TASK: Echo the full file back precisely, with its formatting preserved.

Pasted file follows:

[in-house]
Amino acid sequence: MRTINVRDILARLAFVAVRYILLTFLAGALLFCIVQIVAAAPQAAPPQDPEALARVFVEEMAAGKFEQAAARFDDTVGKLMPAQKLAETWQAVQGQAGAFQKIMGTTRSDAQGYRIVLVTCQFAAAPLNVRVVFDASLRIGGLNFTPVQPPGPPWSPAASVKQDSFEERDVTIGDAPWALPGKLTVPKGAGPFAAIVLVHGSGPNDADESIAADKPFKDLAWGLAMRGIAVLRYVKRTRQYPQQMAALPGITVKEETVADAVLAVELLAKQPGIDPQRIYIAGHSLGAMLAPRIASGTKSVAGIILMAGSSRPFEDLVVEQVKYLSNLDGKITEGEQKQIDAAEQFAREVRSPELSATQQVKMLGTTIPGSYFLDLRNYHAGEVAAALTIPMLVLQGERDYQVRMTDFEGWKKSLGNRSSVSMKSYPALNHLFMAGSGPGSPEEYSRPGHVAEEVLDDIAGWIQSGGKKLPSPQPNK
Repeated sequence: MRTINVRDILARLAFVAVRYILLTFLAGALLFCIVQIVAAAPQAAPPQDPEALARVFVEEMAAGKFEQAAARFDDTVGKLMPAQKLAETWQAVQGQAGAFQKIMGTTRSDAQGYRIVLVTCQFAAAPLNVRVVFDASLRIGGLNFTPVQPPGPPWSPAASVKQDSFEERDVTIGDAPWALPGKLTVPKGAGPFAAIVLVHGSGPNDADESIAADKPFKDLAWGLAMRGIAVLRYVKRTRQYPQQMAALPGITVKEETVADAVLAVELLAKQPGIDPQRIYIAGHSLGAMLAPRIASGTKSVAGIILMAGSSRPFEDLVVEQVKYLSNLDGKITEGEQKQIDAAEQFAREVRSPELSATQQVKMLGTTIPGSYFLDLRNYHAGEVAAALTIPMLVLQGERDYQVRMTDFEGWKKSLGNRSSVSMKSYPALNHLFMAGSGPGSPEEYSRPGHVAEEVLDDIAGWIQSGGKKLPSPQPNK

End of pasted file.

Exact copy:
[in-house]
Amino acid sequence: MRTINVRDILARLAFVAVRYILLTFLAGALLFCIVQIVAAAPQAAPPQDPEALARVFVEEMAAGKFEQAAARFDDTVGKLMPAQKLAETWQAVQGQAGAFQKIMGTTRSDAQGYRIVLVTCQFAAAPLNVRVVFDASLRIGGLNFTPVQPPGPPWSPAASVKQDSFEERDVTIGDAPWALPGKLTVPKGAGPFAAIVLVHGSGPNDADESIAADKPFKDLAWGLAMRGIAVLRYVKRTRQYPQQMAALPGITVKEETVADAVLAVELLAKQPGIDPQRIYIAGHSLGAMLAPRIASGTKSVAGIILMAGSSRPFEDLVVEQVKYLSNLDGKITEGEQKQIDAAEQFAREVRSPELSATQQVKMLGTTIPGSYFLDLRNYHAGEVAAALTIPMLVLQGERDYQVRMTDFEGWKKSLGNRSSVSMKSYPALNHLFMAGSGPGSPEEYSRPGHVAEEVLDDIAGWIQSGGKKLPSPQPNK
Repeated sequence: MRTINVRDILARLAFVAVRYILLTFLAGALLFCIVQIVAAAPQAAPPQDPEALARVFVEEMAAGKFEQAAARFDDTVGKLMPAQKLAETWQAVQGQAGAFQKIMGTTRSDAQGYRIVLVTCQFAAAPLNVRVVFDASLRIGGLNFTPVQPPGPPWSPAASVKQDSFEERDVTIGDAPWALPGKLTVPKGAGPFAAIVLVHGSGPNDADESIAADKPFKDLAWGLAMRGIAVLRYVKRTRQYPQQMAALPGITVKEETVADAVLAVELLAKQPGIDPQRIYIAGHSLGAMLAPRIASGTKSVAGIILMAGSSRPFEDLVVEQVKYLSNLDGKITEGEQKQIDAAEQFAREVRSPELSATQQVKMLGTTIPGSYFLDLRNYHAGEVAAALTIPMLVLQGERDYQVRMTDFEGWKKSLGNRSSVSMKSYPALNHLFMAGSGPGSPEEYSRPGHVAEEVLDDIAGWIQSGGKKLPSPQPNK